how can i take good pictures at night?

I have a Canon 40dsl and i am having trouble taking pictures at night. Does anyone have suggestions

Mike736 years ago
Good - in this case - well lighted pictures (even at night) are all about how much light hits the imaging sensor in your camera.

You can do this in several ways:
- Like kelseymh says, you can crank up ISO which replicates the film sensitivity of old film cameras. This can increase picture noise though.
- Use a longer exposuretime. If you set the camera to Tv, you can mannually dial in how long the shutter stays open to expose the imaging sensor to the incoming light (even at night, there's still enough light to make a good picture, it just takes longer). You can even set it up so that you press the shutter release once to start image capture and press another time to stop again. This one is called Bulb. In this mode, the camera will choose the appropriate aperture for you so you only have to dial in the exposure time.

- Use a larger aperture. Do this by dialling the main dial to Av. You have to know though that higher f-numbers resemble smaller apertures, smaller f-numbers are larger apertures. The larger the aperture, the more light enters your camera in the same amount of time. Another thing to be careful about aperture is that if you go with smaller f-numbers, you'll have less depth of field meaning that maybe not all parts of a picture get crisp and sharp. In this mode, the camera will automatically set the exposure time.

- Use the M-Mode on the main dial. This allows for setting both, aperture and exposure time. This mode gives you total control over the exposure settings.

- Use the P-Mode. This is a combination where the camera tries to get exposure right itself by setting aperture and exposuretime. You can still get a larger aperture or different exposuretimes if you use the exposurecompensation in this mode.

All in all it comes down to "how long is your image sensor exposed to the incoming light" and this is all about the combination of how much light you allow to enter into the camera by setting ISO, aperture and exposure time.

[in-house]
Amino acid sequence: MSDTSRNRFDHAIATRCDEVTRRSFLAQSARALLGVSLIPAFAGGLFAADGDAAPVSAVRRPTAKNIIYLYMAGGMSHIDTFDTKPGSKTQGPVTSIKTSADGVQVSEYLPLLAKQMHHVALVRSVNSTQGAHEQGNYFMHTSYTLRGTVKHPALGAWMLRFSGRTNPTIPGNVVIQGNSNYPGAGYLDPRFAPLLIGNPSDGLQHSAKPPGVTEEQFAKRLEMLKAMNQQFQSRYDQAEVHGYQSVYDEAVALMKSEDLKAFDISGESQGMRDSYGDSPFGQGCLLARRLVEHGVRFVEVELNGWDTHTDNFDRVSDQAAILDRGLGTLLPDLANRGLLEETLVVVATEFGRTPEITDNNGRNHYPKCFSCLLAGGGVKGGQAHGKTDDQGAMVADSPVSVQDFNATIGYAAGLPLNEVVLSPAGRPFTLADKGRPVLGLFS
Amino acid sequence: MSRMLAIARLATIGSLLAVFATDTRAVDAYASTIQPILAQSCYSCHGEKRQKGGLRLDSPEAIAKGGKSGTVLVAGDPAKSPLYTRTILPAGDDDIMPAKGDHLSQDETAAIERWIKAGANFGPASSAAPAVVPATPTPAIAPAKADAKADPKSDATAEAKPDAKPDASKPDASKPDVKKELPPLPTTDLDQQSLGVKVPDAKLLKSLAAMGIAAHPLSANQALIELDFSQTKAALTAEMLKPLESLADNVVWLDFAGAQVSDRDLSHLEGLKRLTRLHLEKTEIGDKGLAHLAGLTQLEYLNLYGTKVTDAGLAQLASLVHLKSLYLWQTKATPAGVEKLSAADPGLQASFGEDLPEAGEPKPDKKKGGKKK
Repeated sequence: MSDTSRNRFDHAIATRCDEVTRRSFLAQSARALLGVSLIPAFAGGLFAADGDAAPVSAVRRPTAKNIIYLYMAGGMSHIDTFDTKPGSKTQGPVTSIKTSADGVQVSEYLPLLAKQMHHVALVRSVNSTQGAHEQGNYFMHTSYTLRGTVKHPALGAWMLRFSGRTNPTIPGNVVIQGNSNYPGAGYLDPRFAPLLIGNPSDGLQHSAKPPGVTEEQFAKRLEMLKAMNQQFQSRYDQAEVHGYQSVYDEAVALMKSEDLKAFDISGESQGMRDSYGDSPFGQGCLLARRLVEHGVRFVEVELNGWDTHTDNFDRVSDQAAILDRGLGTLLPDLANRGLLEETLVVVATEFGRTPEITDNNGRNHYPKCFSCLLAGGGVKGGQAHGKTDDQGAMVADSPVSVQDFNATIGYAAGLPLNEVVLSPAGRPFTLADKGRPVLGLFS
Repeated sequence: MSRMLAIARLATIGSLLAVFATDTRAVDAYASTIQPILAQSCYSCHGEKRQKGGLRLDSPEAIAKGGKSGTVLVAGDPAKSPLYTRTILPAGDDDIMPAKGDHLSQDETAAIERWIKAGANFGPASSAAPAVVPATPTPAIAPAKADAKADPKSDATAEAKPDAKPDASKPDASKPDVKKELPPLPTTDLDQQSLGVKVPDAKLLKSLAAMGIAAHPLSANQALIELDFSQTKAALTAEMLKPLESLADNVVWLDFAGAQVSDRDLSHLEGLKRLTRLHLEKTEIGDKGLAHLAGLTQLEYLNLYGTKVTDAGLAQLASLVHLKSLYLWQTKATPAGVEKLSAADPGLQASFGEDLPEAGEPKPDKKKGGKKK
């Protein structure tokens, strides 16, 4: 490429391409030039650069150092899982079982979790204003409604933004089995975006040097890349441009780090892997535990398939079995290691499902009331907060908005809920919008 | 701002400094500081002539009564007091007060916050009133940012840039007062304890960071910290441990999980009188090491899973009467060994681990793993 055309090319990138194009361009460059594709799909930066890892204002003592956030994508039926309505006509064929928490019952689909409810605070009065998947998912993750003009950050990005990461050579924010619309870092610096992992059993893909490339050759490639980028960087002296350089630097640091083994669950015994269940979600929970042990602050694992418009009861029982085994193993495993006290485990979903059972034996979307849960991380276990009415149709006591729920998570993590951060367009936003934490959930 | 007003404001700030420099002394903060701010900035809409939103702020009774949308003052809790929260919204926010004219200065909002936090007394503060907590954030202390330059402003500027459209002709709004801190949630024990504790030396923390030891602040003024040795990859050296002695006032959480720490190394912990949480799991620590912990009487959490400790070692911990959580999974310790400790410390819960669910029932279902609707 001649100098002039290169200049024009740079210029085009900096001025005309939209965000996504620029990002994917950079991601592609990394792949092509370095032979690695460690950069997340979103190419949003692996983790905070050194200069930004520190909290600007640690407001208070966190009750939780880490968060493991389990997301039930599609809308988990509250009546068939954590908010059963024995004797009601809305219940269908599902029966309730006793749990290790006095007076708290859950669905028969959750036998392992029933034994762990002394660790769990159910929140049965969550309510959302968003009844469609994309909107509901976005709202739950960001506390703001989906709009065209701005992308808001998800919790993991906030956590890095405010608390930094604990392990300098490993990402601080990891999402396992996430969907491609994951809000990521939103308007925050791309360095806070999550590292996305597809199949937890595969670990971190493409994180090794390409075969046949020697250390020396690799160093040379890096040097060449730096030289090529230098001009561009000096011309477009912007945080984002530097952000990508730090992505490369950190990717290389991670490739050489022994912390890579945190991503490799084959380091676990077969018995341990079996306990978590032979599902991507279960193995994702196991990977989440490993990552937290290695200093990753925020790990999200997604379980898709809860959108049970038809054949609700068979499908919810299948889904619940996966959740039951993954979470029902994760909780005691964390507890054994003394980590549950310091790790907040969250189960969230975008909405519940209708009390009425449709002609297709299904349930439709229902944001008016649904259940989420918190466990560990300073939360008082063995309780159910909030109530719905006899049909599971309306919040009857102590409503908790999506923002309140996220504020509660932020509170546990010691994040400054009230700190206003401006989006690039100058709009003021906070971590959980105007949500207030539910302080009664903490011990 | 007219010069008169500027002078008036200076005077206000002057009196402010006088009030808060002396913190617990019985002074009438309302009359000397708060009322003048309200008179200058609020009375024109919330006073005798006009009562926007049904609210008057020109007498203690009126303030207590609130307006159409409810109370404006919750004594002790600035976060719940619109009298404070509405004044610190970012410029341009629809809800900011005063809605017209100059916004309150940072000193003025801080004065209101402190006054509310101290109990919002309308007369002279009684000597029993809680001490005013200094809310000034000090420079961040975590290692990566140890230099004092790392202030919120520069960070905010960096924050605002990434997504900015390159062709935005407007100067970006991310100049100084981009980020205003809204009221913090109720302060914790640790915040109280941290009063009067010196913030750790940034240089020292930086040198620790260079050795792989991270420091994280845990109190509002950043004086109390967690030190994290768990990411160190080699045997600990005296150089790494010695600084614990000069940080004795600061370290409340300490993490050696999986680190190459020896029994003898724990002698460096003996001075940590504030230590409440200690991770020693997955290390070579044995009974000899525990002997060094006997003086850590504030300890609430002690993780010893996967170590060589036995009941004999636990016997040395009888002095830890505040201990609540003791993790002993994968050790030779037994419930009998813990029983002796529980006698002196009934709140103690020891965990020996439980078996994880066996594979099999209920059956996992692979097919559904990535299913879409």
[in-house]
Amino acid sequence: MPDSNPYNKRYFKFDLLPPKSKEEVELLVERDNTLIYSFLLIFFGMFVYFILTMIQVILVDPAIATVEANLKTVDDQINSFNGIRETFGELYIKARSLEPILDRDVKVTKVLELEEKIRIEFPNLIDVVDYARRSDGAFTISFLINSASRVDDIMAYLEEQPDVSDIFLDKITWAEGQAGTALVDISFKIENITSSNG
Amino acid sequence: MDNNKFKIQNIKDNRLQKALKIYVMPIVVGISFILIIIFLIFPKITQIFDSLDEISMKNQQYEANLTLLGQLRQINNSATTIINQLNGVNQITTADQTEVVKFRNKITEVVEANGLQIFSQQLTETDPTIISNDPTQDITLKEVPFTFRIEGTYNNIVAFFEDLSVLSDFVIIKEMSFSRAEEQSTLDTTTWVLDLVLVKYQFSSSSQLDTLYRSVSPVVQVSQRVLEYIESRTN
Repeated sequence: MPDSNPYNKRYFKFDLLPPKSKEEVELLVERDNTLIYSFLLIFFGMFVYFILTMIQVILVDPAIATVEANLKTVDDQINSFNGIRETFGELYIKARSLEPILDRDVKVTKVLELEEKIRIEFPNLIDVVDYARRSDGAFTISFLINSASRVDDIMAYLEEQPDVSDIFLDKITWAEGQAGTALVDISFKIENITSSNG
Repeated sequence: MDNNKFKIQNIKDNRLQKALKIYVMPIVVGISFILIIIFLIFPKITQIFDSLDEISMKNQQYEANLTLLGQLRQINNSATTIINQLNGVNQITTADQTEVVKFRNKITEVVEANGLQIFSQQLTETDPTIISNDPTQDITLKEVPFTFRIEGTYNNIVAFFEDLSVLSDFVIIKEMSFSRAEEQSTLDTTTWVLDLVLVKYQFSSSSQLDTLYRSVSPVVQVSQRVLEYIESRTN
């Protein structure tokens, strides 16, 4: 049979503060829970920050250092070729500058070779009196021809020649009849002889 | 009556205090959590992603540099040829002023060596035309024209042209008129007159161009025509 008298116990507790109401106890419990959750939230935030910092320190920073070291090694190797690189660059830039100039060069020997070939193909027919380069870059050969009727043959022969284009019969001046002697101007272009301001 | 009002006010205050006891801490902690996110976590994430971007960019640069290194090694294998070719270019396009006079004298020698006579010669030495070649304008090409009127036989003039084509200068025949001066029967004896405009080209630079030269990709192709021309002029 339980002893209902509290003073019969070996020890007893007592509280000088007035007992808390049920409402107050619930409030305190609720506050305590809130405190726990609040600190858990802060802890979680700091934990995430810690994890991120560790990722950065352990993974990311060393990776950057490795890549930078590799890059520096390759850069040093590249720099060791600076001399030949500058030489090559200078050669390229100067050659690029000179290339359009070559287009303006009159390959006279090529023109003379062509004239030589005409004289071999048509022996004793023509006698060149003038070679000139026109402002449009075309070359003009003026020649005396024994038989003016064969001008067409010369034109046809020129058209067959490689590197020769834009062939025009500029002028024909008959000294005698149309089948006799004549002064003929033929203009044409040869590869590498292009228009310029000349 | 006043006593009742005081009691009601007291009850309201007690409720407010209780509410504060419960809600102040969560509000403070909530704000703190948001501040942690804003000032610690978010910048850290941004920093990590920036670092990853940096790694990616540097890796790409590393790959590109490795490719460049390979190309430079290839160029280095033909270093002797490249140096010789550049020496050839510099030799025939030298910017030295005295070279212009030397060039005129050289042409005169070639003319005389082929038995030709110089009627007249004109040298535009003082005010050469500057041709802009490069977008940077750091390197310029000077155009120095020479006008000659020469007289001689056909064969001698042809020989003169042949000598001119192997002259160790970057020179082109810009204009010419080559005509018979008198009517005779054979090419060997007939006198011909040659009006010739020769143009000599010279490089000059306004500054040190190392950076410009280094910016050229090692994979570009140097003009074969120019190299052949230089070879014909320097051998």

The automatic modes allways will try to match the exposure to a so called 18% gray level. If your image is supposed to be darker, you will not reach the 18% gray which is why the camera will pump up brightness of the picture. This is why some night shots look as if it is bright day. The same holds true for snow-pictures, where the total image may be way brighter than 18% gray.

I hope this was not too theoretical. But if you want to make the best of your dslr photography and want to get creative, try using all modes except the full auto modes.
The canon cameras also have the limit that the full auto modes and scene modes do not allow for raw file capturing. They only save jpg images.
kelseymh6 years ago
Don't use "Auto." Go into the manual configuration, and either specifically select the "night snapshots" option, or set ISO 400 or 800 if you're familiar with old-style film types.

Use a tripod. Low-light photography requires relatively long exposure times, tens to hundreds of milliseconds. That is long enough for your natural muscle jitter to cause blurring.

You don't need a big ground-standing tripod. I've got a little six-inch job with bendable legs that's just fine. I can set it on a railing, a table, or the back of a bench, and get very clear shots.
+1 or even thousands, depending on ambient lighting. (i've used up to tens of seconds.)
jeff-o6 years ago
- Use a tripod
- Use the built-in flash
- Use an external flash for even more light
- Turn up the ISO to 800 or more
- Use a lens with a larger aperture (say, f2.0 or less)
- Use a tripod